We live in a society, and societies only function when AnIndividual fits into the BehavioralNorms and CommunityExpectations of that society. Societies have many tools of control and regulation, from SocialNormalization, to means to EnforceResponsibility, to PassiveDefense?s like GuidePosts, to even ActiveDefense?s like a PoliceForce. However, there is a certain fiction to these structures. They only work so long as TheIndividuals collectively agree to go along with them.
In the West, the solipsist, stoic, and sceptical philosophers have long since argued that the only reality we experience is the one inside our heads. Because we are separated from the external world through our imperfect senses, the only Truth we can really know is what is within our own minds, and thus the world is limited to the bounds of our own mental experiences. PostModernists have taken this to an extreme, looking at how all our social rules are SocialConstruction?s, and subject to misinterpretation, reinterpretation, disobedience, shifts through time, and other messy subjects.
In the East, people have taken another perspective. Recognizing that societies rise and fall, fences are built and torn down, and social rules change as fast as you want them to, NonAttachment? to the external world is essential lest one get swept away with the past (or the untold future). The only thing that is constant throughout this time is our sense of self, and that is of course only to ourselves and to no one else. Thus, while whatever we build will be destroyed, for the LifeAsLived?, we should focus first on growing personally because that is the only thing we carry with us from moment to moment.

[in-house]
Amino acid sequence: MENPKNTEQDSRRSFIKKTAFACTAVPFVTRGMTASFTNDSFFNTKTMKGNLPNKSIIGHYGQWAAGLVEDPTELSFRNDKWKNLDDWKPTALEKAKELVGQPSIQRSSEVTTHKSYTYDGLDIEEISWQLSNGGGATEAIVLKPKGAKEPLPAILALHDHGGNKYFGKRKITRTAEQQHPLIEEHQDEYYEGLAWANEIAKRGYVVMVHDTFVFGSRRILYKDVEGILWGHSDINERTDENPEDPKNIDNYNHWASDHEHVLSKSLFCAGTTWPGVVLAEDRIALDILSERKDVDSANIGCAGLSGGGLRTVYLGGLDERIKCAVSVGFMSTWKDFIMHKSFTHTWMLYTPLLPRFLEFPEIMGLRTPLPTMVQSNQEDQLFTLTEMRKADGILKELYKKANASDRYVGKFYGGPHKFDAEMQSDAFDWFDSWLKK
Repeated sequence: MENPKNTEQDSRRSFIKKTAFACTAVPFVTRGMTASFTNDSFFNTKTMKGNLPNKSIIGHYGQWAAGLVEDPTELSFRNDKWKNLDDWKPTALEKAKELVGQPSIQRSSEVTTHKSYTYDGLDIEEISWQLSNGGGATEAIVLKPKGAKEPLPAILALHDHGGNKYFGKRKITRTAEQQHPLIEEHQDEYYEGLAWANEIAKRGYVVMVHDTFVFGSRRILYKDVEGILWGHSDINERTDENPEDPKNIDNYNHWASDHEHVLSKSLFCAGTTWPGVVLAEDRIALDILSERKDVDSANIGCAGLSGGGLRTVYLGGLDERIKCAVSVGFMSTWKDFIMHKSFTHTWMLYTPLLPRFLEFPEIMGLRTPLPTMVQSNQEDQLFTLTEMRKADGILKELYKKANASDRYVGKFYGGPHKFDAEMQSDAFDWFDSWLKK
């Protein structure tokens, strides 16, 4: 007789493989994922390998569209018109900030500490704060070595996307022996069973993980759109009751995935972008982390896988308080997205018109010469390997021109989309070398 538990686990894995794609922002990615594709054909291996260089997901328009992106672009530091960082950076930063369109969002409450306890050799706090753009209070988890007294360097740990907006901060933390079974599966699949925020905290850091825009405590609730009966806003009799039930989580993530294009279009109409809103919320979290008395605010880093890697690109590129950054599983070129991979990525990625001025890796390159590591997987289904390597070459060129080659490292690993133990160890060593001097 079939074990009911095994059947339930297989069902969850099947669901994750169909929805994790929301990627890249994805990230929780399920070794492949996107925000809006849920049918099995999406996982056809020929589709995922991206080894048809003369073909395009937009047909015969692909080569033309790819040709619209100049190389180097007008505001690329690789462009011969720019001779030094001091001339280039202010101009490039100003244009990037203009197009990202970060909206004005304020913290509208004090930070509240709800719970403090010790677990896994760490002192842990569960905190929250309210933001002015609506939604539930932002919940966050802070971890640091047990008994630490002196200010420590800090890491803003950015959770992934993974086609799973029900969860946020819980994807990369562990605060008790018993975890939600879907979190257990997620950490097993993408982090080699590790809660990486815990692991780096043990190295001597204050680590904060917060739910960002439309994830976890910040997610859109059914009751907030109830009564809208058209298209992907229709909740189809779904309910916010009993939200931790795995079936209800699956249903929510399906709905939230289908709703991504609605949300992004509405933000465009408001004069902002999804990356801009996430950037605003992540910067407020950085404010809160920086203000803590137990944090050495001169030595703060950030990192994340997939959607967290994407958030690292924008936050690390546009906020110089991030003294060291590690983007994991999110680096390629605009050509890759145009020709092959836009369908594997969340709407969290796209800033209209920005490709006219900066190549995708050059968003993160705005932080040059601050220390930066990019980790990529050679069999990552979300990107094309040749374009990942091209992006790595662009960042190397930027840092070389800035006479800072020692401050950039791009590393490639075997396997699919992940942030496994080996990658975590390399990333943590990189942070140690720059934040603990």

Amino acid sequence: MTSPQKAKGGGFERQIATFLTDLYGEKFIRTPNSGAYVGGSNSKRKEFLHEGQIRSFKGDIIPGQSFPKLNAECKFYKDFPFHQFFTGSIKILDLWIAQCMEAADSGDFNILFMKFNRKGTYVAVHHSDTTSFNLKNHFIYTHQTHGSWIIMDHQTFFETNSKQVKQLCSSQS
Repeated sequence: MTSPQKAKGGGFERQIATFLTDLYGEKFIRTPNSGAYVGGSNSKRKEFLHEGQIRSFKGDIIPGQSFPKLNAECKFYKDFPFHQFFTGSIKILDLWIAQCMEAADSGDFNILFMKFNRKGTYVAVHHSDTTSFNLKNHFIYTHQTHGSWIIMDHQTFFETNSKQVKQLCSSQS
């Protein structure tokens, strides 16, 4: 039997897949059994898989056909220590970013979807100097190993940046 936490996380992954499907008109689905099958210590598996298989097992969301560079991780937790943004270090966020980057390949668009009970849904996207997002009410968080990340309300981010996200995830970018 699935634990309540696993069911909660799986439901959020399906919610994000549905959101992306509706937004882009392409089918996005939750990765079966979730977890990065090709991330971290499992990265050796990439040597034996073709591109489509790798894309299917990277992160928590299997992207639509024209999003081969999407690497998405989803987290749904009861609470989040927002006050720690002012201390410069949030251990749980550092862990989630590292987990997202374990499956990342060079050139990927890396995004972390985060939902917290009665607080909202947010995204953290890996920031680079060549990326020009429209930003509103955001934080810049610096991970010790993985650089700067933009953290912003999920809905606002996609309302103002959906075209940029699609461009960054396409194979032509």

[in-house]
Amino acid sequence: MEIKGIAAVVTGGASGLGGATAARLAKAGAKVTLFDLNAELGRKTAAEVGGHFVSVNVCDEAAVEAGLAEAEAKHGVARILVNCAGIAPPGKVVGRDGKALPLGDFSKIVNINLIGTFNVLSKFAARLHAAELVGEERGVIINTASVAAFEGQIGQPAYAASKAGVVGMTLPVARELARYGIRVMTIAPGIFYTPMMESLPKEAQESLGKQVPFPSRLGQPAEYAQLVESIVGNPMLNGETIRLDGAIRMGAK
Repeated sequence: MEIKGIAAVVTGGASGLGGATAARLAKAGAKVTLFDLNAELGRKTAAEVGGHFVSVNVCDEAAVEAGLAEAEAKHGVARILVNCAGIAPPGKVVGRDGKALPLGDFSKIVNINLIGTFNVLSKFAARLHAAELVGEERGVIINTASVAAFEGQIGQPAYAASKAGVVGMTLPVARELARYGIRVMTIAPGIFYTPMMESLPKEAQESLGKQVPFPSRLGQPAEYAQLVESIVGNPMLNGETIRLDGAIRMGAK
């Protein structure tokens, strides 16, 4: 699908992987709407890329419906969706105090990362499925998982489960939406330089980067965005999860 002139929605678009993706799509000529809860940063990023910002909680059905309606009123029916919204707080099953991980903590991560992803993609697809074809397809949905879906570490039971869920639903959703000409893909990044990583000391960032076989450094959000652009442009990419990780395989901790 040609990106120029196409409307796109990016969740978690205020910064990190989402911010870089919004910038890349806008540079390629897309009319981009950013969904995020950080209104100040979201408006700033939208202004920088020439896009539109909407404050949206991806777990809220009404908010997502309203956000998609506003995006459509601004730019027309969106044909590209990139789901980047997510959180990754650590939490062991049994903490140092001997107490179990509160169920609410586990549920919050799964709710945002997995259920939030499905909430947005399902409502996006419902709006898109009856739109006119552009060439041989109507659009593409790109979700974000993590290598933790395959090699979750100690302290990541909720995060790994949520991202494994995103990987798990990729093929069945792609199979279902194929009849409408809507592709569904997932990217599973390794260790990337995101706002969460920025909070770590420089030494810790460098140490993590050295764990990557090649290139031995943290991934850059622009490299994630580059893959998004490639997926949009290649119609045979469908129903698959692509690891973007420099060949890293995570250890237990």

Another way to look at this is to ask ourselves two simple questions: How do we get others to do what we want of them? How do others make us do what they want of us? The first question is innocuous until you consider the second. Certainly others convince us do what they want of us through force, need, fulfillment of desire, or agreement, but it's difficult to make us do something. Even under the threat of torture, the Stoics would remind us that we remain in control of what we believe and think. They may gain control of our bodies, but not our minds.
If others cannot control us, how do we control them? The answer is we don't. We only have the illusion of control over others. We can only get others do things if we have the influence to convince them to act as we want them to. Sure, we might have enough power over them to coerce them, through threats or need, such as a PoliceForce with their guns or your employer by your paycheque. But still, there are moments of choice we all face in these situations. To fight back (as in QuebecCity) or to quit. As TheIndividuals we are, we crave the freedom to make these choices--we disdain coercion. Ultimately, the best way to get someone to do something you want is be so convincing, they will do it willingly and with pleasure. Thus, the person is not controlled, but rather acting out their own life path. When your life path and others' life paths converge together around a SuperordinateGoal, magic happens.
We should seek that magic as much as possible. But it seems like it rarely happens. Why?
Well, of course there are many reasons, but often we disable the chance for magic when we seek to control others. Certainly, there is value in controlling others. People are powerful; as machines they are labour to get things done in the physical world. Either as cogs in the machine or a potential army, the strength in organizing people is well known, and the person who is master of that strength is the strongest. But of course, only that person is strong, and the meek may rise up to DevolvePower back to themselves again. To prevent that from happening too often, we created institutions to enfranchise AnIndividual so that they may regain control over their own lives.